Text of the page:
The purpose of this book is to thoroughly prepare the reader for research in string theory at an intermediate level. As such it is not a compendium of results but intended as textbook in the sense that most of the material is organized in a pedagogical and self-contained fashion. Beyond the basics, a number of more advanced topics are introduced, such as conformal field theory, superstrings and string dualities - the text does not cover applications to black hole physics and cosmology, nor strings theory at finite temperatures. End-of-chapter references have been added to guide the reader wishing to pursue further studies or to start research in well-defined topics covered by this book.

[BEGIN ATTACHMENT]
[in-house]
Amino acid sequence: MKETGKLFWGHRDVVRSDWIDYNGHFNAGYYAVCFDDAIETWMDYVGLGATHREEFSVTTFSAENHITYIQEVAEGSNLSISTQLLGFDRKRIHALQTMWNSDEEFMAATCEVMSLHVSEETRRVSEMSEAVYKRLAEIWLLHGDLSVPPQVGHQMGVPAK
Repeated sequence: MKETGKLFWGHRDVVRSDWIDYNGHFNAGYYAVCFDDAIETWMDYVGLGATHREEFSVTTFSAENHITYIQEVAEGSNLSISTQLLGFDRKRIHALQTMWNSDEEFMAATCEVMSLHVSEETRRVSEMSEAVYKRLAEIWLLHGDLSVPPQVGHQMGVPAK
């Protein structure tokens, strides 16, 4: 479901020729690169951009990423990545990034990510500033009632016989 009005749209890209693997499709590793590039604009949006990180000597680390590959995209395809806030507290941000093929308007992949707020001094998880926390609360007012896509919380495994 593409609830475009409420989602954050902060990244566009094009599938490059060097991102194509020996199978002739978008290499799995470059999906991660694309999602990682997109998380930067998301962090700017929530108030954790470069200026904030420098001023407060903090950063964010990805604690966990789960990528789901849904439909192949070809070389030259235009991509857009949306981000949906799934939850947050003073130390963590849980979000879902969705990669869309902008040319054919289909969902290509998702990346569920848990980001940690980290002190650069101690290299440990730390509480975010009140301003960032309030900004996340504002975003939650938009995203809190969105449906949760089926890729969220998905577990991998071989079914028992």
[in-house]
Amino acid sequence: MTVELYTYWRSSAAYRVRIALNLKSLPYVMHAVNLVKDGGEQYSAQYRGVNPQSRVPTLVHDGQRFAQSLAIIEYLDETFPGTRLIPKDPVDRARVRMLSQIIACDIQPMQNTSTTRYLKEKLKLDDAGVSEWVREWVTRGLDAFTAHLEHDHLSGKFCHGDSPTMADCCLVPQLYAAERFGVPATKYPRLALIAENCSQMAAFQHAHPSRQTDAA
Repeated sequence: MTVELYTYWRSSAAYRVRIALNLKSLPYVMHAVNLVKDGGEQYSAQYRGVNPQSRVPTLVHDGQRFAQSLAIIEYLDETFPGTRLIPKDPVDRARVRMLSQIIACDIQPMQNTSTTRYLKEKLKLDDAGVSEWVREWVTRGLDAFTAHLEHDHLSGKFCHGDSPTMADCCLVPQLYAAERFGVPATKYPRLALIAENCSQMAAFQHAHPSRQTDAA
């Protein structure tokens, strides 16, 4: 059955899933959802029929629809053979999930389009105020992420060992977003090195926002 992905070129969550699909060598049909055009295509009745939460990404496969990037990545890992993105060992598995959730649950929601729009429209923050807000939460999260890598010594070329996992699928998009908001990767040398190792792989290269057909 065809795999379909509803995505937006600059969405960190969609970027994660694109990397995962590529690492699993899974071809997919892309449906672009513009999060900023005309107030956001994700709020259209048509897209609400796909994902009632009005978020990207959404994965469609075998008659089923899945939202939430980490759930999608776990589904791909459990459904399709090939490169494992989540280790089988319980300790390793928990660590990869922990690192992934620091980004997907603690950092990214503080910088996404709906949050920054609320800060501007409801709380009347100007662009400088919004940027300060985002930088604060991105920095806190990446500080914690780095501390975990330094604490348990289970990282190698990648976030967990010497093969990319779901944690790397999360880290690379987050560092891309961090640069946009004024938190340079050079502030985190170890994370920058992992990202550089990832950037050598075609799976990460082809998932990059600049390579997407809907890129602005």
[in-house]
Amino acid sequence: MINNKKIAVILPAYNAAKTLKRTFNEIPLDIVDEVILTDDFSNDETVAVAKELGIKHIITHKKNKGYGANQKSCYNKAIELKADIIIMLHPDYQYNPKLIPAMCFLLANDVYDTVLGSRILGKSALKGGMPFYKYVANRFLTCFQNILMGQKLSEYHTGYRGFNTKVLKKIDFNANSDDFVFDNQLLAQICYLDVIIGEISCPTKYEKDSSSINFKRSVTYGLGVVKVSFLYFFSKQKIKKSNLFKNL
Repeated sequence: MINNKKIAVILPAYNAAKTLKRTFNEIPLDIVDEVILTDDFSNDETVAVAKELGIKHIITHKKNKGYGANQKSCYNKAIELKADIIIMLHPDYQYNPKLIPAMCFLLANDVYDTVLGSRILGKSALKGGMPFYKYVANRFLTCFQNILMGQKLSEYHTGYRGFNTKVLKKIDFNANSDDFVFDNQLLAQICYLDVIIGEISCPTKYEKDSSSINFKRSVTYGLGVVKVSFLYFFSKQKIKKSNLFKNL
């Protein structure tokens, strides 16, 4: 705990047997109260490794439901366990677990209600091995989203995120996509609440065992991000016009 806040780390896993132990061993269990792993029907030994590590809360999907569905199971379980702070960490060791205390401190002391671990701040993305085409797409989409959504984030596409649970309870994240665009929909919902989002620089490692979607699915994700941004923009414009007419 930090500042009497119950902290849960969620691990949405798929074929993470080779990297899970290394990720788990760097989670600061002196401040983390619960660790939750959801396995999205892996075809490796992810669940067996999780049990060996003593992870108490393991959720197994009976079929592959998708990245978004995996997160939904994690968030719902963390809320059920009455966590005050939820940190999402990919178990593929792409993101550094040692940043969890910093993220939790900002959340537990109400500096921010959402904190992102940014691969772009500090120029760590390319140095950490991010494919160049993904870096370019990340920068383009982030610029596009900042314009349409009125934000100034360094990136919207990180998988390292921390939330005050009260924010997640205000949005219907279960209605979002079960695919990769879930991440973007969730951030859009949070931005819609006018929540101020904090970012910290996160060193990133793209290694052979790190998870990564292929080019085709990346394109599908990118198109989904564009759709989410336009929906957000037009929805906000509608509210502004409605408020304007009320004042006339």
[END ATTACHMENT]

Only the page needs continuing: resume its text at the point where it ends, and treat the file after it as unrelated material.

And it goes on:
The physicist authors of Quantum Physics for Poets discuss the importance of the Higgs Boson in 2012 and the future of particle physics, explaining the forces and laws surrounding the "God Particle" and the ways the United States can recapture a leadership role in scientific advancement.
Hermann Minkowski recast special relativity as essentially a new geometric structure for spacetime. This book looks at the ideas of both Einstein and Minkowski, and then introduces the theory of frames, surfaces and intrinsic geometry, developing the main implications of Einstein's general relativity theory.